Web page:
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Dawn Summers and the Octopuses from Mars.

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This story is No. 3 in the series "The Watcher's Library.". You may wish to read the series introduction and the preceeding stories first.

Summary: While ‘de-spelling’ a mysterious box, Dawn is thrown back in time to face the might of the Martian invasion of England in 1898.

Categories Author Rating Chapters Words Recs Reviews Hits Published Updated Complete
Literature > Sci-Fi > Author: H. G. Wells(Recent Donor)DaveTurnerFR151641,8893839,3952 Nov 0930 Nov 09Yes

2. The Falling Star.

Crankie Manor, 2012.

Running across the lawn, Giles headed straight for where Dawn lay, he slid to a halt next to her and knelt down by the scorched suit of armour. With a trembling hand he reached out to open the cracked and blackened visor.

“Good grief!” he fell back in surprise and sat on the grass, he shook his head in disbelief, the suit was empty.


Tower Hamlets, 1898.


Confused the vampire let go of Dawn and started to pull faces that were both horrific and amusing in equal measure. Stumbling away from her assailant Dawn gasped for breath; she turned her eyes on the vampire and frowned at the bloodsucker’s strange antics. For a moment she wondered if her word power magic was on the fritz, then realising that the word must have come out wrong she smiled as the vampire pulled even more ridiculous expressions.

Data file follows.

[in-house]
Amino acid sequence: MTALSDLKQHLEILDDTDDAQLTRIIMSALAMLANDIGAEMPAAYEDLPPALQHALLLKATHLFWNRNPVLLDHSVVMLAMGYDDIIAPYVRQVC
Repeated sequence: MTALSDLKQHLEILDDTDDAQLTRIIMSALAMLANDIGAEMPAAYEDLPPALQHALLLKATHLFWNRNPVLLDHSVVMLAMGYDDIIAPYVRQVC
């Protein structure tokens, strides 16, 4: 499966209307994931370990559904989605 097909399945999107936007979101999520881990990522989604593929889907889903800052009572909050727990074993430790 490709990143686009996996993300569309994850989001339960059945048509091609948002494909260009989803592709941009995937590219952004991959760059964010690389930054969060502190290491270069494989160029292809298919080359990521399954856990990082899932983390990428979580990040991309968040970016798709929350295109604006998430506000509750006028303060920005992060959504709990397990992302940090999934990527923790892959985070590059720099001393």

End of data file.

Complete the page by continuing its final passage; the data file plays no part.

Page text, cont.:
The vampire for her part knew there was something wrong, she didn’t know exactly what was happening to her but she had a fair idea that it had something to do with her would-be victim. Thinking quickly she made the mistake of continuing her attack, still pulling faces the vampire ran at Dawn; she reached for her target’s neck as she snarled through contorted lips.

Recovered now from her earlier fright Dawn was ready for her attacker, she made a gesture with her hand and the vampire flew through the air to crash into the wall on the opposite side of the alley. Vampires being vampires this one bounced back to her feet and resumed her attack. Again Dawn gestured, this time the creature of the night came to a sudden halt as if she had run full speed into a wall.

Vampire and witch stared at each other at something of an impasse as to what to do next. The vampire knew what she wanted to do; she wanted to rip the throat out of the annoying human that was at present holding her transfixed by some sort of magic. Dawn, on the other hand, realised she couldn’t defeat the vampire by throwing it about the alley. She knew she’d run out of magic long before the vampire gave up or was too damaged to continue her attacks.

On the other hand she could use her word power, but that could be dangerous to herself, words had a power all of their own and mixing them with magic just made her hold on sanity more precarious. Particularly just after the magic that had brought her here in the first place. Dawn frowned, what was she to do? Luckily the problem was taken out of her hands moments later.